A critic working in a post-Modern art scene cannot help but experience its products as decadent, for they present themselves fascistically, as it were—overobjectified and undersubjectified. They seem reified to the point of no human return. Like a Potemkin village, they put on a good front, but are uninhabitable. They are the flattened relics of an indifferent socialization process, and cannot help but evoke a decadent response—matter-of-fact acknowledgment and subjective disapproval.

In these post-Modern days, the critic is necessarily as decadent as the art. Unlike the art, however, the critic also manifests a counterdecadent tendency, at least if he or she is truly troubled about the art of the time. If critics are really dissatisfied with art, if it makes no subjective sense to them, then they are ultimately faced with the choice of either abandoning it or trying to dereify it. In practice, this means renewing their desire for it—finding a subjective raison d’être for it, a subjective reason for investing mind and heart in it. I believe that every significant modern critic, from Diderot and Baudelaire to Harold Rosenberg and on, has been subliminally informed by a sense of the decadence of the art of the time, and by a desire to resist it. Critics are frustrated perceivers, but within that frustration they renew their faith in art as a whole, and they make a decision to desire.

The modern is inherently frustrating, for the moment art makes it concrete, describing its process in seemingly quintessential form, it seems to be reified. To name the present, after all, is to undermine its presentness, to suggest its spuriousness. When Diderot elevates Vernet, then, or Baudelaire elevates Delacroix, or Apollinaire elevates Picasso, or Roger Fry elevates Cézanne, or Clement Greenberg elevates Jules Olitski, or Rosenberg elevates Arshile Gorky, he is declaring that this artist’s works are inherently desirable and satisfying in contrast to the undesirable, frustrating, decadent scene in which they are made. They save the scene from itself. To each critic, all the other art products in the scene are reifications of a general idea of art rather than renewed particularizations of it. The critic is declaring that the work of the artist he or she advocates is not based on a fetishized concept of art derived from its past history but is a fresh affirmation of art’s being, a fresh modernization of it. Since the beginning of modernity, the critic has always tried to determine what is modern within a scene that always seems decadent—post-Modern. Post-Modernism has been around since the beginning of Modernism, which in a sense was a response to a post-Modern sort of decadence.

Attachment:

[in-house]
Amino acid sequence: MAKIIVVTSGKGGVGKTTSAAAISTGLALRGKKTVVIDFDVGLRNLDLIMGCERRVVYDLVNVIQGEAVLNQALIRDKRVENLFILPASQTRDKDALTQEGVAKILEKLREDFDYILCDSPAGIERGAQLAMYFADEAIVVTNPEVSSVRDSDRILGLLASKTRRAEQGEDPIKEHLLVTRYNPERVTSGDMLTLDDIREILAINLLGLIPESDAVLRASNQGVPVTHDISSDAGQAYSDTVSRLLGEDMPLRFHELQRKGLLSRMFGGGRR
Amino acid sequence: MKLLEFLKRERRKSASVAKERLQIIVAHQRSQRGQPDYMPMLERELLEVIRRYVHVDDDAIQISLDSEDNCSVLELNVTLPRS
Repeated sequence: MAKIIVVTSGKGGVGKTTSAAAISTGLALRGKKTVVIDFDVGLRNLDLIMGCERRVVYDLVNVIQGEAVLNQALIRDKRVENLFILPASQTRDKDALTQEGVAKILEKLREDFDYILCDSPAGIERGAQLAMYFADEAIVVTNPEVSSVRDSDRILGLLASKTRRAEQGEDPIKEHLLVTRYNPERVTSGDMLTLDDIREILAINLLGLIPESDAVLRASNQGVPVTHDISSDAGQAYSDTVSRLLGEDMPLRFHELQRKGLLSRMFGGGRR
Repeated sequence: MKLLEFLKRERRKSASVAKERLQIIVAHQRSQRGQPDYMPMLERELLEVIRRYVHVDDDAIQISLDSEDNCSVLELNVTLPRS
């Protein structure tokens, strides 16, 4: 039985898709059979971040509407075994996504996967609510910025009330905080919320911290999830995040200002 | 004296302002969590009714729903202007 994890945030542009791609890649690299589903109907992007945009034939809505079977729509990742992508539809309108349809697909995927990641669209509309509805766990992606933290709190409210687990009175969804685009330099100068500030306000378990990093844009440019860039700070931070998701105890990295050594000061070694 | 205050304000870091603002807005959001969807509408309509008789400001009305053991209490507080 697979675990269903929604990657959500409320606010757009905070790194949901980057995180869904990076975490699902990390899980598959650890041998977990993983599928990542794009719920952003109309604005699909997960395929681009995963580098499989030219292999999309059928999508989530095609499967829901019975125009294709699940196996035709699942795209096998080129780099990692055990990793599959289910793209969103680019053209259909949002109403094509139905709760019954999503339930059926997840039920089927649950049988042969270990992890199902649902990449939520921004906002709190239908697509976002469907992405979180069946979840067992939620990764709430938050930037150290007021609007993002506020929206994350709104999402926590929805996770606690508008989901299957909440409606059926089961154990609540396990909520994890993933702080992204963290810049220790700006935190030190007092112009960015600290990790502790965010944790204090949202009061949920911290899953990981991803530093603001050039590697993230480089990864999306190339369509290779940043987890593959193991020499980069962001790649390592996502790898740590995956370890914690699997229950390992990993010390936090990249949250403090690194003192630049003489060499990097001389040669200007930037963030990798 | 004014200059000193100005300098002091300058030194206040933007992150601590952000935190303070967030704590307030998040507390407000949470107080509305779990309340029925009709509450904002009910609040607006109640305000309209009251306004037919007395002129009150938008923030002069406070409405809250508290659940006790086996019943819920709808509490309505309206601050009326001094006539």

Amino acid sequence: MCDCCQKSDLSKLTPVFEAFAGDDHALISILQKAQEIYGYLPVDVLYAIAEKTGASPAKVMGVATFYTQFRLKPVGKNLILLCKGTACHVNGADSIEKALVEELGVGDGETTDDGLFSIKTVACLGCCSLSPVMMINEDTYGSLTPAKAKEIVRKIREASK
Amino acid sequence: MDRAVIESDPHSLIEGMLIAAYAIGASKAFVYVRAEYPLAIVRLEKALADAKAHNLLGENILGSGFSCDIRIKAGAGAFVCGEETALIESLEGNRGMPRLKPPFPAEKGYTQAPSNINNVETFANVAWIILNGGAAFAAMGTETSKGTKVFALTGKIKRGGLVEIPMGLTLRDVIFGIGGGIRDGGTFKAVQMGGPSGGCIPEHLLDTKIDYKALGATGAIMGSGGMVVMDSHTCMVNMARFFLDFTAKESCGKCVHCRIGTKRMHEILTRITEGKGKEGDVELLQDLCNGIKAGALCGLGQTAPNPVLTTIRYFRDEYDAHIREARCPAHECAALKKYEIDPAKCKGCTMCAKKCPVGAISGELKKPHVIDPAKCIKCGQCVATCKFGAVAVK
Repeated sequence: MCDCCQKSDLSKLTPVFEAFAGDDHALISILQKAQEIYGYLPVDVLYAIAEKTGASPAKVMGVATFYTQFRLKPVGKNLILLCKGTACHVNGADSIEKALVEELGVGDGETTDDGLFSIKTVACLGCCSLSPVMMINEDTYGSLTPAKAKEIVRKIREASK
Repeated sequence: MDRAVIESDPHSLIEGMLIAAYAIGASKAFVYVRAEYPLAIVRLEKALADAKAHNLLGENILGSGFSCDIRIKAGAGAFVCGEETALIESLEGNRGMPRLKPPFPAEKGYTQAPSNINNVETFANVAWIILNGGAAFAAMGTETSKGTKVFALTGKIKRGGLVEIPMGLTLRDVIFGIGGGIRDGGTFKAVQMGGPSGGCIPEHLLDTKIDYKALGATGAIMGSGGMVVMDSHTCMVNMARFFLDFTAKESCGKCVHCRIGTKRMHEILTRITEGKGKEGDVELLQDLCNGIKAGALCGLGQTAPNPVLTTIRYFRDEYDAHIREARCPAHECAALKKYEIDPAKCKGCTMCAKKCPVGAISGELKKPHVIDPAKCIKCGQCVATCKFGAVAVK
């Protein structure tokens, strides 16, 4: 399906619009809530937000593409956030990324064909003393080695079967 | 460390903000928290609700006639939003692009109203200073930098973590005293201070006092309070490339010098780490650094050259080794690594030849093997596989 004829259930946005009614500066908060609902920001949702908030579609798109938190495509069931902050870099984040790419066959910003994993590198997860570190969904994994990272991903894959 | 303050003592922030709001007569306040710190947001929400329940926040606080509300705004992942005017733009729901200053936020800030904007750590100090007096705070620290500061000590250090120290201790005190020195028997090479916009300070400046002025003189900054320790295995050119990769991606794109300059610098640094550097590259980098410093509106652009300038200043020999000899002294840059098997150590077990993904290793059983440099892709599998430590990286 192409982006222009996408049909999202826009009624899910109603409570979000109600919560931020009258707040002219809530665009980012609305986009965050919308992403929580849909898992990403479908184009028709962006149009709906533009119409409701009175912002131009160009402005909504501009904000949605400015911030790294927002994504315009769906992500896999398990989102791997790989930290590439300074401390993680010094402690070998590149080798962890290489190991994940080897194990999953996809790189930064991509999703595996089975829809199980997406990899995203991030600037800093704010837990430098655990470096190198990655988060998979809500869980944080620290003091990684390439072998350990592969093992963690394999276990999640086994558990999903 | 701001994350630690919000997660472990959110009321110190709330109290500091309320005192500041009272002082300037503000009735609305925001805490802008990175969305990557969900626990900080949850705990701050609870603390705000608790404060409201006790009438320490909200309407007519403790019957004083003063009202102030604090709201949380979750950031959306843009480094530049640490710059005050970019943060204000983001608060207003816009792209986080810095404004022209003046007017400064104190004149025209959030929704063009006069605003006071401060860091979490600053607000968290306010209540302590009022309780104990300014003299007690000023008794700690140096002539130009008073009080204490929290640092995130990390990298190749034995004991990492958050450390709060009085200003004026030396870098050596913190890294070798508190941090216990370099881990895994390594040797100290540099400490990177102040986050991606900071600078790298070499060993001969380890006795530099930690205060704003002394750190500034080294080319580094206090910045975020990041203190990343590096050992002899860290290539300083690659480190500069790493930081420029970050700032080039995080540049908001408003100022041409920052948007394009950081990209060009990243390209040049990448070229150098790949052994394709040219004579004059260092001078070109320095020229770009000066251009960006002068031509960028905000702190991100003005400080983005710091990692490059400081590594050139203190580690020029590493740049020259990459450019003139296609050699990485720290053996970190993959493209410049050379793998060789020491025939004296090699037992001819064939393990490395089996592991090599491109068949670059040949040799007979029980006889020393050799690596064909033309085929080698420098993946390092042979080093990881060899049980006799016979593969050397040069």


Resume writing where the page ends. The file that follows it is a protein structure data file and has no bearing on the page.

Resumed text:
Such critical decisions invariably redifferentiate—and, worse yet, hierarchically reorder—the reified art scene. But the fact of the matter is that the ice of reification that is broken by the critic’s desire quickly closes over the churning sea of art that criticism reveals beneath it. The sinking feeling of decadence returns. It is an eternal return, for the works of even the most truly modern artist eventually turn into pillars of salt—reduce into reified moments of immediacy. Sooner or later they fail desire, losing their sense of nowness and modernity. They lose presence and face. Modernism and post-Modernism exist in a cannibalistic dialectic: the latter invariably consumes the former, with increasing eagerness and rapidity. As the spectacle of art replacing art continues, the critic comes to realize that by its nature the modern is impossible to specify. It has no core. Every hard-won critical description fades into the oblivion of a reification—becomes post-Modern. Why trouble to develop a “fundamentally” new stylistic sense or “definition” of modernity when it will quickly come to seem beside the point?

Critics of decadence are in a strange position: they are no longer clear whether they are fighting, with their desire, for an art that will articulate the modern with a new sense of fundamentality, or whether they are fighting against the post-Modernizing process. But decadence seems inevitable whatever they do; every theoretical revitalization of an art seems, paradoxically, to hasten its post-Modernization. Even subjective justifications of post-Modern art meant to remodernize it seem no more than delaying actions, stays of execution.

The only way out of this pessimistic situation is for the critic to practice a peculiar promiscuity. It’s not that one must respond enthusiastically to the decadent pluralism of the art scene. One must, however, differentiate one’s desire in the face of the short-lived satisfaction of entropic post-Modern art. The critic realizes that the opposed extremes of either total dissatisfaction with art or ecstatic, fundamentalist commitment to the “true” art are avoidable if one accepts the transience of every critical remodernization of art—every relation to art. One neither overcommits nor undercommits oneself to an art, but individuates one’s desire in a way appropriate to it.

Implicitly, the critic’s desire remains limitless, while seeming limited—as limited as the art. Desire’s rediscovery of the limits of the object of desire save it from total bankruptcy. The critic is aided by the feeling that he or she is sidestepping the dialectic of decadence and rejuvenation. In fact, of course, the critic continues to participate in its operation. But the illusion of eluding it is psychologically necessary, and serves the basic concern of protecting the critic from deep and complete dissatisfaction. My critic turns on its head Nietzsche’s Dionysian assertion that art’s purpose is to keep desire alive, and thereby to keep strong the will to live: it seems that the purpose of desire is to make an art seem uncannily alive, for however short a term. Such perpetual reinvestment in art is a necessity of life and, no doubt, of art.

Donald Kuspit is a professor of art history and philosophy at the State University of New York at Stony Brook. His most recent book is Alex Katz at Night (Harry N. Abrams), and he is the editor of a new series of books on contemporary criticism to be published by Cambridge University Press.